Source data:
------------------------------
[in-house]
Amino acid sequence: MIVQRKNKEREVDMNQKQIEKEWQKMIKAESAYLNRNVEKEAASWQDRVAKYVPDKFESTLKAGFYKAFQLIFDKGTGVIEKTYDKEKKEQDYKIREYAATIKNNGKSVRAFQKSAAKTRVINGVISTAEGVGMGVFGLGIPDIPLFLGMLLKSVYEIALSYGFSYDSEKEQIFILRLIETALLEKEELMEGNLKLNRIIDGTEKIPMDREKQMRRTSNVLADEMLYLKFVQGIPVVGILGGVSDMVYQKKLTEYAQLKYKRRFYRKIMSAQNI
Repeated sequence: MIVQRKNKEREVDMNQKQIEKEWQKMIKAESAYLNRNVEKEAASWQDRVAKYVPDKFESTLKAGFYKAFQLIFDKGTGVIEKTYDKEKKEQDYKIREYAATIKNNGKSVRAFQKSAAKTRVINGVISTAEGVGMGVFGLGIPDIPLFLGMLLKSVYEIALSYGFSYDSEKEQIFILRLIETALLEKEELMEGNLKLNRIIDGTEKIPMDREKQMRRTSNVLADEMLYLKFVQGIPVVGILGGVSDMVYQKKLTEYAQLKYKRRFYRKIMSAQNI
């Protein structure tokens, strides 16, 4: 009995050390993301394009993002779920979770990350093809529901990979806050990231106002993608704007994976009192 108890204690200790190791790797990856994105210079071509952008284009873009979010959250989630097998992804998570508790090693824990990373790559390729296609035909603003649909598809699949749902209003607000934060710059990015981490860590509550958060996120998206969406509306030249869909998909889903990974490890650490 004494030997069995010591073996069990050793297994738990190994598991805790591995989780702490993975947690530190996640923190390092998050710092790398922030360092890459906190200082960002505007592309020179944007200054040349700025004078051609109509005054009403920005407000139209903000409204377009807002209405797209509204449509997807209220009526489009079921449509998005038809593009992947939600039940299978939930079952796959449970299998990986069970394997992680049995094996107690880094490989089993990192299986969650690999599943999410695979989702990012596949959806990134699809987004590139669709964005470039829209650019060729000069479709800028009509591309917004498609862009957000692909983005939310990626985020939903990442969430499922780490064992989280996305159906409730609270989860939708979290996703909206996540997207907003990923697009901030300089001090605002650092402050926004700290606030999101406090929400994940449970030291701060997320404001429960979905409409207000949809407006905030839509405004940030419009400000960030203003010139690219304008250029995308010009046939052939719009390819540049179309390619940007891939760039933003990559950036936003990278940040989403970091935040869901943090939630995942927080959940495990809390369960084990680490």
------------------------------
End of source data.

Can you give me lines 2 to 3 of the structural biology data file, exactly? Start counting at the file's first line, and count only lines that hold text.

Amino acid sequence: MIVQRKNKEREVDMNQKQIEKEWQKMIKAESAYLNRNVEKEAASWQDRVAKYVPDKFESTLKAGFYKAFQLIFDKGTGVIEKTYDKEKKEQDYKIREYAATIKNNGKSVRAFQKSAAKTRVINGVISTAEGVGMGVFGLGIPDIPLFLGMLLKSVYEIALSYGFSYDSEKEQIFILRLIETALLEKEELMEGNLKLNRIIDGTEKIPMDREKQMRRTSNVLADEMLYLKFVQGIPVVGILGGVSDMVYQKKLTEYAQLKYKRRFYRKIMSAQNI
Repeated sequence: MIVQRKNKEREVDMNQKQIEKEWQKMIKAESAYLNRNVEKEAASWQDRVAKYVPDKFESTLKAGFYKAFQLIFDKGTGVIEKTYDKEKKEQDYKIREYAATIKNNGKSVRAFQKSAAKTRVINGVISTAEGVGMGVFGLGIPDIPLFLGMLLKSVYEIALSYGFSYDSEKEQIFILRLIETALLEKEELMEGNLKLNRIIDGTEKIPMDREKQMRRTSNVLADEMLYLKFVQGIPVVGILGGVSDMVYQKKLTEYAQLKYKRRFYRKIMSAQNI